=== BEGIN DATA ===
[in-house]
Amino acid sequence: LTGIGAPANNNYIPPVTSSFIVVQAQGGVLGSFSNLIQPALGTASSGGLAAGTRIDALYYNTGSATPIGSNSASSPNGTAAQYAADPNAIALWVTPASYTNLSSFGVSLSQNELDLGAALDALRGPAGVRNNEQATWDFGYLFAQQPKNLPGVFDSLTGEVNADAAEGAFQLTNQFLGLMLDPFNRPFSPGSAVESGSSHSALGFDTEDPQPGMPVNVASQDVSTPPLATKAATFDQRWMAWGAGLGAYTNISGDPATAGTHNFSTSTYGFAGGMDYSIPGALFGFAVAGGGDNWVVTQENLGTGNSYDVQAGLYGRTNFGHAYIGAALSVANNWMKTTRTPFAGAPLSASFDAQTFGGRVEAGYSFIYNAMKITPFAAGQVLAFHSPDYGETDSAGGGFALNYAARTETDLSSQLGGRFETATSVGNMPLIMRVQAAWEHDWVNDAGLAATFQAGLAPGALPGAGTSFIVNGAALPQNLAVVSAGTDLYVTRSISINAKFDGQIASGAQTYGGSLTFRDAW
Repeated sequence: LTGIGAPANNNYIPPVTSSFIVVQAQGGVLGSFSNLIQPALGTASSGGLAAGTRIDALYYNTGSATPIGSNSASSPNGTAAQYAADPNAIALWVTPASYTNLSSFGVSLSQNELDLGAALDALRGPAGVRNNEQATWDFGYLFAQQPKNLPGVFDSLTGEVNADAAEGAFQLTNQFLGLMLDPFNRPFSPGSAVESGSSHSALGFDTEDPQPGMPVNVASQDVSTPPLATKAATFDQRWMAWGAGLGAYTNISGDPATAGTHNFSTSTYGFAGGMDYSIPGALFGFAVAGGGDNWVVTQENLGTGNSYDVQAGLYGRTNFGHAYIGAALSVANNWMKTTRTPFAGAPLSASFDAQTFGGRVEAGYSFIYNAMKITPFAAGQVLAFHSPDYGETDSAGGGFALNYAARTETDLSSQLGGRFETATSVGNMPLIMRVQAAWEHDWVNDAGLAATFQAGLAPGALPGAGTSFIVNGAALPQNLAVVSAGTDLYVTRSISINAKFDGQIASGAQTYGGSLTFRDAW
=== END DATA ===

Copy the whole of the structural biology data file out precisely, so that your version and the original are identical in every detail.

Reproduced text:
[in-house]
Amino acid sequence: LTGIGAPANNNYIPPVTSSFIVVQAQGGVLGSFSNLIQPALGTASSGGLAAGTRIDALYYNTGSATPIGSNSASSPNGTAAQYAADPNAIALWVTPASYTNLSSFGVSLSQNELDLGAALDALRGPAGVRNNEQATWDFGYLFAQQPKNLPGVFDSLTGEVNADAAEGAFQLTNQFLGLMLDPFNRPFSPGSAVESGSSHSALGFDTEDPQPGMPVNVASQDVSTPPLATKAATFDQRWMAWGAGLGAYTNISGDPATAGTHNFSTSTYGFAGGMDYSIPGALFGFAVAGGGDNWVVTQENLGTGNSYDVQAGLYGRTNFGHAYIGAALSVANNWMKTTRTPFAGAPLSASFDAQTFGGRVEAGYSFIYNAMKITPFAAGQVLAFHSPDYGETDSAGGGFALNYAARTETDLSSQLGGRFETATSVGNMPLIMRVQAAWEHDWVNDAGLAATFQAGLAPGALPGAGTSFIVNGAALPQNLAVVSAGTDLYVTRSISINAKFDGQIASGAQTYGGSLTFRDAW
Repeated sequence: LTGIGAPANNNYIPPVTSSFIVVQAQGGVLGSFSNLIQPALGTASSGGLAAGTRIDALYYNTGSATPIGSNSASSPNGTAAQYAADPNAIALWVTPASYTNLSSFGVSLSQNELDLGAALDALRGPAGVRNNEQATWDFGYLFAQQPKNLPGVFDSLTGEVNADAAEGAFQLTNQFLGLMLDPFNRPFSPGSAVESGSSHSALGFDTEDPQPGMPVNVASQDVSTPPLATKAATFDQRWMAWGAGLGAYTNISGDPATAGTHNFSTSTYGFAGGMDYSIPGALFGFAVAGGGDNWVVTQENLGTGNSYDVQAGLYGRTNFGHAYIGAALSVANNWMKTTRTPFAGAPLSASFDAQTFGGRVEAGYSFIYNAMKITPFAAGQVLAFHSPDYGETDSAGGGFALNYAARTETDLSSQLGGRFETATSVGNMPLIMRVQAAWEHDWVNDAGLAATFQAGLAPGALPGAGTSFIVNGAALPQNLAVVSAGTDLYVTRSISINAKFDGQIASGAQTYGGSLTFRDAW